Students walk out of a round table discussion about student movements at the Jozi Book Fair.
A STUDENT was mugged at gunpoint in the new Science Stadium on West Campus on Tuesday afternoon (17 July).
Sibulele Zide, a BSc student, was held up by two men who stuffed his scarf in his mouth and tied him up.
The robbers made off with his cell phone and wallet that contained his student card.
“The first guy just took out a taser and he put it on. I thought [he was] joking, I even laughed a little,” said Zide.
“The other guy showed me a gun and moved to block the door and cocked the gun, that’s when I realised it was serious.”
Zide said he started to empty out his pockets without any instruction.
The two men led him to a disabled toilet and told him to lie flat on his stomach. His hands were tied and they took his belt.
According to Zide, the men hung around waiting for another person to rob. Two other students walked in and the robbers then left.
“I tried to make a noise so they could hear me,” said Zide. When the students found him they thought it was a prank at first.
He went to Campus Control and made a statement. He was taken to the police station to open a case on Wednesday morning.
Security on campus
Zide said he found the security on campus “pathetic”. There are no security cameras at the Science Stadium and so he had to rely on his “confused” memory for a physical description of the muggers.
“If there were cameras they would have been caught already.”
Tracking of his student card revealed the robbers exited at the turnstiles near the Jubilee Residence. “The camera there only took pictures of their backs … security is pathetic,” said Zide.
“I lost trust in the security at Wits that day … how do you tell your parents you were mugged on campus? This is the one place we are meant to be safe.”
“Campus Control technical unit is currently viewing CCTV footage … plans are in place to increase the visibility of security with additional patrols, increase the dog unit, introduce a second response vehicle and review and extend our CCTV coverage,” said the head of Campus Control, Rob Kemp.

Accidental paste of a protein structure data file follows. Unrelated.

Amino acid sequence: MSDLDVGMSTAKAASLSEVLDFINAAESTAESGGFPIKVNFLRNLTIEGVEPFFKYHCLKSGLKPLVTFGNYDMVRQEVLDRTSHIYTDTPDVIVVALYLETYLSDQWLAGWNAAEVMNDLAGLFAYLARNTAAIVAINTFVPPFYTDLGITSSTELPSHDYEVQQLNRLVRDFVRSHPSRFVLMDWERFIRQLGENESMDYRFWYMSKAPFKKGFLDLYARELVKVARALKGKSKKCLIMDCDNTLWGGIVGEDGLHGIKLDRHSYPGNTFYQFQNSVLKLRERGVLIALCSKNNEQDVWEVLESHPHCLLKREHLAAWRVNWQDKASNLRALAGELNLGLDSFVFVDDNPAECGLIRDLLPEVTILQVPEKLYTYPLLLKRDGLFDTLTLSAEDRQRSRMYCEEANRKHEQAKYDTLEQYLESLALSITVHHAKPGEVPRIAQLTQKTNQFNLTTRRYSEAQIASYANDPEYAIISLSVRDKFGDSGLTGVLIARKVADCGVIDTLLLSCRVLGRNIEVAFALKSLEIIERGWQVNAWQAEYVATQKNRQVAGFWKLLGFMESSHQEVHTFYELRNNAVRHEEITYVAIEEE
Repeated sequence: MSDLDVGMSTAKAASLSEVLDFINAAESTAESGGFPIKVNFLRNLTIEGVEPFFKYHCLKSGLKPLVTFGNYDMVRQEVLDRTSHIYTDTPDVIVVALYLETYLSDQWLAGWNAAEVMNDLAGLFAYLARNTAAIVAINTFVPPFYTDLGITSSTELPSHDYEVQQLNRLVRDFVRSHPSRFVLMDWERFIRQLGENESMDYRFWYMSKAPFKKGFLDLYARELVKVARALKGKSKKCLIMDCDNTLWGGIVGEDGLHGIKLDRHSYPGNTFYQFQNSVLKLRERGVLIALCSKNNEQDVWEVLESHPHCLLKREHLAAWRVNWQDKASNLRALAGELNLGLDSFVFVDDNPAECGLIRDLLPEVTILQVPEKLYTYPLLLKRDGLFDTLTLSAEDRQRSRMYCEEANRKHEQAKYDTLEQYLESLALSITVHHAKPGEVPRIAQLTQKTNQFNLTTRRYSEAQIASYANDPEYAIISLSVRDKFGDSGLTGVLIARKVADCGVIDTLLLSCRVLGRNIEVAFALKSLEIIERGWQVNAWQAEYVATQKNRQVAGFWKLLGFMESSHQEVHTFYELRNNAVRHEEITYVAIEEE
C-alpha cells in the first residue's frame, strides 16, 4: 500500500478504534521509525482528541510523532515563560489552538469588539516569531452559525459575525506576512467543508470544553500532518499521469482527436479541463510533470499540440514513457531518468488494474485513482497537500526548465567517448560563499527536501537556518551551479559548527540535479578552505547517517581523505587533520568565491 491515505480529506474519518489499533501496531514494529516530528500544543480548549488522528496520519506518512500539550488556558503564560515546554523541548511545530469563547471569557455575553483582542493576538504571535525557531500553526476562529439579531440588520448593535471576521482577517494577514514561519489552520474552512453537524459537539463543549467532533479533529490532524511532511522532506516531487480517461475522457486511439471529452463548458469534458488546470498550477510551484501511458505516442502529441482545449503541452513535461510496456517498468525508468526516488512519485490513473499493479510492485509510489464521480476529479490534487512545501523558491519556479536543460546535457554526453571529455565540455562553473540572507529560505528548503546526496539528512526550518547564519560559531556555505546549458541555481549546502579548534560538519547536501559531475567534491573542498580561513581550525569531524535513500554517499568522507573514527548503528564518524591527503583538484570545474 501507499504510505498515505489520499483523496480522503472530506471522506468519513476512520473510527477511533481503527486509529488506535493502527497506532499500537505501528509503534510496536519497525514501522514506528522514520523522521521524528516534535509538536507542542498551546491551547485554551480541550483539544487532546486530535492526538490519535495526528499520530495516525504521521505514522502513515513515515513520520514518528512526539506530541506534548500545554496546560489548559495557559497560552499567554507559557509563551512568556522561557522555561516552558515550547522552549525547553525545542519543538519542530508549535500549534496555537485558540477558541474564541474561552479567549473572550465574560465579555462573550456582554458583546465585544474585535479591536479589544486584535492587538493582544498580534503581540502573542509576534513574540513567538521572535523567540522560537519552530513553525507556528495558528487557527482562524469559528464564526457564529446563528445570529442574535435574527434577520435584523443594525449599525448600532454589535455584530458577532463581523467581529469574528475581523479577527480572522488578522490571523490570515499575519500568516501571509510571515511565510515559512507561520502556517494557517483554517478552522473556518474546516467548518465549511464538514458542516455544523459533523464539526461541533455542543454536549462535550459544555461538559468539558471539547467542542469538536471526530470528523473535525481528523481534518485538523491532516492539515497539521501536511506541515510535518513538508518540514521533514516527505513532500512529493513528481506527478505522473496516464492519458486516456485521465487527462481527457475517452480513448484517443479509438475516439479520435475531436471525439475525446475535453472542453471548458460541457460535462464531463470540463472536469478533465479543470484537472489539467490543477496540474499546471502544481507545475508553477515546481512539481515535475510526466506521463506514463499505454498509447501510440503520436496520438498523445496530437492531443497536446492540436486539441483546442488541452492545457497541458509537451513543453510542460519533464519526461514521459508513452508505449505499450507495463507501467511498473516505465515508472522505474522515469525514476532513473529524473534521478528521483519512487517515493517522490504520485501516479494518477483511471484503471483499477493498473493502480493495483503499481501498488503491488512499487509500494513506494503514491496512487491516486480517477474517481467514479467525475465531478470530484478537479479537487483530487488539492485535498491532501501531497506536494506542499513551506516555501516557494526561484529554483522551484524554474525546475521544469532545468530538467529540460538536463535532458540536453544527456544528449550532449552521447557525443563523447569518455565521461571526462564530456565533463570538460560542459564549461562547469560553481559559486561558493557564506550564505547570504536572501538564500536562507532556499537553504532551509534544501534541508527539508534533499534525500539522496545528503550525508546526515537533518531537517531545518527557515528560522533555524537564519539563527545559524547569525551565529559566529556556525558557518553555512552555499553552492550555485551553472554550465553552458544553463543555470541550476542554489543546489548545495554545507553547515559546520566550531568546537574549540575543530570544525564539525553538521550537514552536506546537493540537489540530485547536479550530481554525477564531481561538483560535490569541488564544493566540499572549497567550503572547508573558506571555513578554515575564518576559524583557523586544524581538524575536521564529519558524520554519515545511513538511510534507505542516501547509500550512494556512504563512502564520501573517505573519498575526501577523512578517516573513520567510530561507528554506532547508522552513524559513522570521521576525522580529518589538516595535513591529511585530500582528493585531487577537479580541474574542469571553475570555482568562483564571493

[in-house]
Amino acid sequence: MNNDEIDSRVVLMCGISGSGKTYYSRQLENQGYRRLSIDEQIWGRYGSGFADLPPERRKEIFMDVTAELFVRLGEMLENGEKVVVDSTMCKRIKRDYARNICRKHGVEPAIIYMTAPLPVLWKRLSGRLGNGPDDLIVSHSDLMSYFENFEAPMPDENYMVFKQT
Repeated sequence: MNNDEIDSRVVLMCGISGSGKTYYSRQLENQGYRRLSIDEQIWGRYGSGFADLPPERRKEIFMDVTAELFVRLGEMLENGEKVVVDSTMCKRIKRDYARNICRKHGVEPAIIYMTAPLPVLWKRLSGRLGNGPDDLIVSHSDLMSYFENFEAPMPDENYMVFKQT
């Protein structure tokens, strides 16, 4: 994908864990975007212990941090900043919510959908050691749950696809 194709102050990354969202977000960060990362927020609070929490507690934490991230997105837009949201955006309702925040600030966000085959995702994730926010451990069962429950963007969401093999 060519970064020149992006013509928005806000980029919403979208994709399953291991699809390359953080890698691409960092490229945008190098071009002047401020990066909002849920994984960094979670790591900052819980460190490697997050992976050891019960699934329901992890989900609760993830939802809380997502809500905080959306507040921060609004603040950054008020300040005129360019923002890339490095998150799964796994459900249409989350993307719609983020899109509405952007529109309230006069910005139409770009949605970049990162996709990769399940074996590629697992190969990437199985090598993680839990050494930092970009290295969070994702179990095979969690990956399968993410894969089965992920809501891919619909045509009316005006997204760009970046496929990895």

Zide said he takes more precautions on campus now after the incident. “I can’t just piss anywhere now … you know how everyone has their favourite toilet. I liked that one, it was nice and fresh and clean.”
Zide said the university had arranged counselling for him with the Counselling and Careers Development Unit (CCDU) on Thursday.
In March, Wits Vuvuzela reported another mugging at gunpoint outside the William Cullen library. The robbers also made their escape at the Jubilee Hall exit gate.
However Kemp said no weapon was used in that incident and a suspect was arrested. He said there had not been an increase in violent robberies on campus this year.
Wits has invested substantively in technologies that make its core functions of the generation, custodianship and transmission of knowledge easier. But how far has it come?
The first computer owned by a South African university occupied a large part of the first floor of Senate House and had the same processing capacity as a cellphone.
Today, more than 80% of Witsies have access to mobile computing devices according to Professor Yunus Ballim, deputy vice chancellor of knowledge and information management. Last year, the Wits senate resolved that all students from 2nd year upwards will own a mobile computing device.
The Student Computers and Networks initiative will facilitate this plan. Ballim said it was “unacceptable” that poor students were left out and the university plans to engage the National Student Financial Aid Scheme (NSFAS) to invest in devices that may offset the cost of textbooks and lecture notes.
Ballim said Wits provides “fairly free” internet access for staff and students, but the Parktown campuses do not have this yet. A R16-million project is under way to instal a fiber cable that will improve the quality of access on the Parktown campuses.
“I think the reality is that the modern university from a research point of view cannot do without high quality internet access. We’re not where we should be but we certainly are getting there,” Ballim said.
The current situation
Kgomotso Selowa, 2nd year engineering, said he enjoyed the virtually uncapped internet that some other universities did not provide, but that the computers were slow.
Otshepeng Letlape, 2nd year BA visual and performance, said she does not use the labs since she got a laptop because she found them crowded and the printers and fans were often not working.
Despite these conditions, there are some students who find the labs helpful. Shalini Lala, 2nd year applied maths, said “some people don’t have access to the internet at home” and the labs are “convenient for many”.
Ballim said the Science Stadium was a learning curve on how technologies can make learning in large classes more effective.
“One of the challenges is getting people used to chalk to use an electronic touch pad with a projector,” he said.
By Akinoluwa Oyedele and Nandi Ndlazi
Published in Wits Vuvuzela 13th edition, 11th May 2012.
Related article: Making e-learning a reality